Fast-forward 6 years to when I decided to try to homeschool. The kids were ages 9, 7, 5, and 2. The first day was terrible. No one could focus on the printouts I had worked so hard on cutting out so they could learn the scientific classification system. I got through about 2 things on the list of 10 things I meant to teach them that day. And the house was a mess when Rock got home. I cried that night too. What in the world was I doing? I reached out to the online homeschooling community (the only homeschoolers I knew at the time since I had moved away to my dear friend who introduced me to it). Someone said, "Relax and go look at your children while they are asleep. It will remind you why you decided to take this on." That was great advice. It took 2 more weeks of torture before I realized that homeschooling needed to be different than trying to do public school at home. That led me into a path of learning and growth (and sometimes a little more torture) that I had not imagined. (I advocate homeschooling not just for what it does for the children, but also what it does for their mother!)
Why am I bringing this up? Because it hit me the other day, when I was having a "drowning" moment (I was feeling overwhelmed), that I was now a mother of seven children, that I homeschooled them all, that I managed to cook for all of them (though Spice has taken over one of the meals each day), do laundry for all of them, and that together we manage to keep the house relatively in order. I even have responsibilities outside the home (scouts, classes, etc) that I have taken on. How in the world did that happen? How did I go from a despairing mom of one baby to a happy homeschooling mom of seven?
|This is our laundry pile after a typical weekend (not having done laundry Saturday or Sunday)|
|Hike on Monday|
I hope this post doesn't sound like I think I am all that special. I really don't. I know that the room I am in has stacks of paper I need to organize, a box of things I need to return to their rightful owners, stuff on the floor that needs to be put away (obviously, I didn't use my Saturday to prepare for Sunday as well as I should have), an email inbox that is long overdue for clearing out, and I won't even mention the things there are to do when I step out of the room. I still make wrong choices with my time on occasion, and I still eat more treats than I should on a regular basis. I am very aware of some of my weakness (I'm glad I am not yet aware of all of it). But I KNOW where I can find strength. He is always there for me. He is pleased with my efforts. He can help me be so much more than I am, as I remember to keep turning to Him. He waits patiently for me to remember (I have moments of forgetfulness daily). Faith is what I need in order to tap into His power. Faith to keep my covenants and to listen for and heed His promptings. I know He won't ever ask me to do more than I can handle. He just wants my happiness and He knows how to get me there. He knows me well!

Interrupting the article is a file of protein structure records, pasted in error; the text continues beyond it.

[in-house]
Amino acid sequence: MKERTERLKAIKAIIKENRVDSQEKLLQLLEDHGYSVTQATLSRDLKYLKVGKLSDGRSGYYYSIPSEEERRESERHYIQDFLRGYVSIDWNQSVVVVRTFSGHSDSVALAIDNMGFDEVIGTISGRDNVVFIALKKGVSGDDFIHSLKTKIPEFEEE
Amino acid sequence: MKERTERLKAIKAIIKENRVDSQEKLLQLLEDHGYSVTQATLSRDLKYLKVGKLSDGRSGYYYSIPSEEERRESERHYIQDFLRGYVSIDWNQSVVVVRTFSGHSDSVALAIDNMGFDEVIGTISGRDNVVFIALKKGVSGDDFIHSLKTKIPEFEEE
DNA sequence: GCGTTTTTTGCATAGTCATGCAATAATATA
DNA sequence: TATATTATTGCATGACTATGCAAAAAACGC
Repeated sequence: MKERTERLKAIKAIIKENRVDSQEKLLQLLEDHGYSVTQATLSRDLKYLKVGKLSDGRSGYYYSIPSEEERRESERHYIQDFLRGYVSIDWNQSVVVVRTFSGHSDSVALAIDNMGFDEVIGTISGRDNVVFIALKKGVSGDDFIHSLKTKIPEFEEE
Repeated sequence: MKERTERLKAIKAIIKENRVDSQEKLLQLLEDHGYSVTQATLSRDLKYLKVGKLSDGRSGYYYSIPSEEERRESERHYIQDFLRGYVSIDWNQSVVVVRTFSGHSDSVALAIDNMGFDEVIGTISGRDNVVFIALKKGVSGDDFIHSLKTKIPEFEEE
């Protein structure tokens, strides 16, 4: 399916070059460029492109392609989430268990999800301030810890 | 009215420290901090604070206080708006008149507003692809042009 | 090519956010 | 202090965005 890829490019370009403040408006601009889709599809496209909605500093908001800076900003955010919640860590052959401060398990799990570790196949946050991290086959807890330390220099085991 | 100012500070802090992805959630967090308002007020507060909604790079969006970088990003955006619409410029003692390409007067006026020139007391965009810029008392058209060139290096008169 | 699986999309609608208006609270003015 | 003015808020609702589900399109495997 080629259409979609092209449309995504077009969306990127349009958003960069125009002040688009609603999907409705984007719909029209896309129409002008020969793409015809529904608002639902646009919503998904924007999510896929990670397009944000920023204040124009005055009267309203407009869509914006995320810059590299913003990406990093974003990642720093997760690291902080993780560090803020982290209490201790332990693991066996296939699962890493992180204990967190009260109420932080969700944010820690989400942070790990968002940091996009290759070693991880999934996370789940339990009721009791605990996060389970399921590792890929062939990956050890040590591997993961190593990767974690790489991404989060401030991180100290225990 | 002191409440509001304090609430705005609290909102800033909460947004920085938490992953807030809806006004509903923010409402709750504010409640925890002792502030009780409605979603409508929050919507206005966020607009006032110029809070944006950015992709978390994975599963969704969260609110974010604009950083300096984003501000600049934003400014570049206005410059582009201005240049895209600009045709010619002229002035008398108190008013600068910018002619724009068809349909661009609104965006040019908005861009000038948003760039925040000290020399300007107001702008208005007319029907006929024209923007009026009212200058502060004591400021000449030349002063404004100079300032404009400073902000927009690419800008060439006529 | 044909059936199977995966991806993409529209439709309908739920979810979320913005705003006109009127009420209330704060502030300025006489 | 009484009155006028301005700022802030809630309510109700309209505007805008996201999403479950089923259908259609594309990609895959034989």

Well, the family is waking up and this post is plenty long! Here are some more highlights of the week:
|Ladybug trying to make bracelets like her sister.|
Ladybug LOVES these squeaky shoes :-)
Ladybug still singing, but can't decide if she is holding a hat or a purse
|The park on Bazink's birthday|
|Bazinks blowing out candles|
|Hike to Big Springs|
|This was as far as we made it - not quite to the spring - it took us 1 1/2 hours to hike 1 1/2 miles, we were out of time and Gem had had enough!|
|Park Day while I discussed an ebook on habits with some friends|
|Our kids had a great time making a huge sand pit|
|Different Park on the way home from dropping older kids off at theater|
|Hike with the youth I mentor (or who mentor me) in our Great Books class.|